There are a few things that I wish the tour operators, my 6-year old Lonely Planet, and random strangers or the internet had told me before sauntering up Volcan Villarica last week. Granted, I was extremely lucky to talk to some great people in my hostel that gave me some good advice, but frankly, this information needs to be in print somewhere. So here you go - as a virgin mountaineer, these are the top 7 things I wish I´d known before strapping on a helmet and picking up an ice axe:
- Don´t even think about climbing Villarrica if you have so much as a slight fear of heights. I have never been afraid of heights, but the sheer grade of the mountain at many points gave me a bit of a start. I willed myself not to look down unless I was sitting. And even then, it could be a little dizzying.
- You don´t need previous mountaineering experience, but you do have to be in good shape to make the climb. This is no stroll on a wooded path. The hills are not alive with the sound of music, and kittens are not up there pooping rainbows. This is a steep, sometimes treacherous climb on snow and ice, and it takes 6 hours just to get to the summit. So if you think 6 hours on a stairmaster will kill you, then so will this volcano.
- Don´t believe travel guides that say the climb isn´t technical. If you´re an experienced mountaineer, then yeah, it probably isn´t technical for you. But for someone like me that didn´t see more than a dusting of snow until high school and runs and bikes on flat ground back on the east coast, an excursion requiring crampons, an ice axe, and a helmet IS technical. Or maybe I´m just a gargantuan chicken. I´m ok with that.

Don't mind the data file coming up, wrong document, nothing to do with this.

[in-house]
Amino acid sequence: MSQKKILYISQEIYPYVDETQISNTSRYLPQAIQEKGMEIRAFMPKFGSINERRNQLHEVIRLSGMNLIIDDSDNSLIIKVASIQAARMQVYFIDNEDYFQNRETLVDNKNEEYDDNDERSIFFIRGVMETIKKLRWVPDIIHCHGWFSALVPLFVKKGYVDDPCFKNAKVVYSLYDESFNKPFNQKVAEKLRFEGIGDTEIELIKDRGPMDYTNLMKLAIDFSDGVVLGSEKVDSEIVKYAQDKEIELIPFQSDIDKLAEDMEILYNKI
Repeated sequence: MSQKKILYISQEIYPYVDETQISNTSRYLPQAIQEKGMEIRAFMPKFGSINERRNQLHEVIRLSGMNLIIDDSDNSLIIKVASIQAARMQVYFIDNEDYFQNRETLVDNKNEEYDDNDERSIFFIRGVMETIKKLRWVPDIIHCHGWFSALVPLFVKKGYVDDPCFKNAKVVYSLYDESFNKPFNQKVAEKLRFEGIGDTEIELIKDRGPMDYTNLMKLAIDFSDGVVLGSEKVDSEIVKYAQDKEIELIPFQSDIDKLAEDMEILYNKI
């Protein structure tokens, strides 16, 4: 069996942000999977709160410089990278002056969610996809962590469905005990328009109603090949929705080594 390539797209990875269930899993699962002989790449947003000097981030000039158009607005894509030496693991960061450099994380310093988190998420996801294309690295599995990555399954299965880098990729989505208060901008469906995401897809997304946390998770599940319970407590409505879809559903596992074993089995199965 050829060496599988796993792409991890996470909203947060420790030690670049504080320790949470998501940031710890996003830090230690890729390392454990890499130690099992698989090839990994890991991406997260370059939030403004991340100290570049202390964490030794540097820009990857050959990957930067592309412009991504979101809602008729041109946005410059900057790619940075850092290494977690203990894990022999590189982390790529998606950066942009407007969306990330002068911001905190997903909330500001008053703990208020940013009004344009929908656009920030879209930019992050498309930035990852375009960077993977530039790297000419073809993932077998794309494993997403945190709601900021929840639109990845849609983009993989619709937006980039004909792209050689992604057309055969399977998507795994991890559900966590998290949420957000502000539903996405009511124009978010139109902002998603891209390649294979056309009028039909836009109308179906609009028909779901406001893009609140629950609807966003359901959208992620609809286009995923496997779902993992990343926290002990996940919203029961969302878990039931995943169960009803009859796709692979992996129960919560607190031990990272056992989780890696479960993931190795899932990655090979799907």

- Take twice as much water as your tour operator tells you to. All the operator websites I looked at prior to the climb said to bring 1.5 liters of water. That´s crap. Bring at least 3. I drank 2.5 liters during the climb and STILL got a headache from not drinking enough fluids. Drink some every time you sit down, whether you feel thirsty or not.
- You will not need to drop trou to relieve yourself. It´s a non-issue because you won´t drink enough water (see above). Trust me.
- Bring high SPF sunscreen with you, and reapply every time you sit down. I was fortunate enough to receive this advice from a great group of guys in my hostel the day before my climb. A couple of them reapplied sunscreen 5-7 times and still ended up with red faces. I would never have thought I would have needed to put on sunscreen that often. I got lucky and ended up with nothing more than a pink-ish nose.
- Research your tour operators ahead of time. I did this before I left the US simply because I´m anal, but not all tour operators operate equally. I found Paredon Expeditions online, and they have set an amazing standard of safety, service, and satisfaction. While I wasn´t able to climb with them in the end (they didn´t have the minimum number of people needed to make the climb that day), the effort they put into helping me find a operator to climb with simply floored me. I would climb Villarrica again just to go with Paredon because I was so impressed. They´re also more expensive, but your life is on the line, and I think that´s worth an extra $30, don´t you?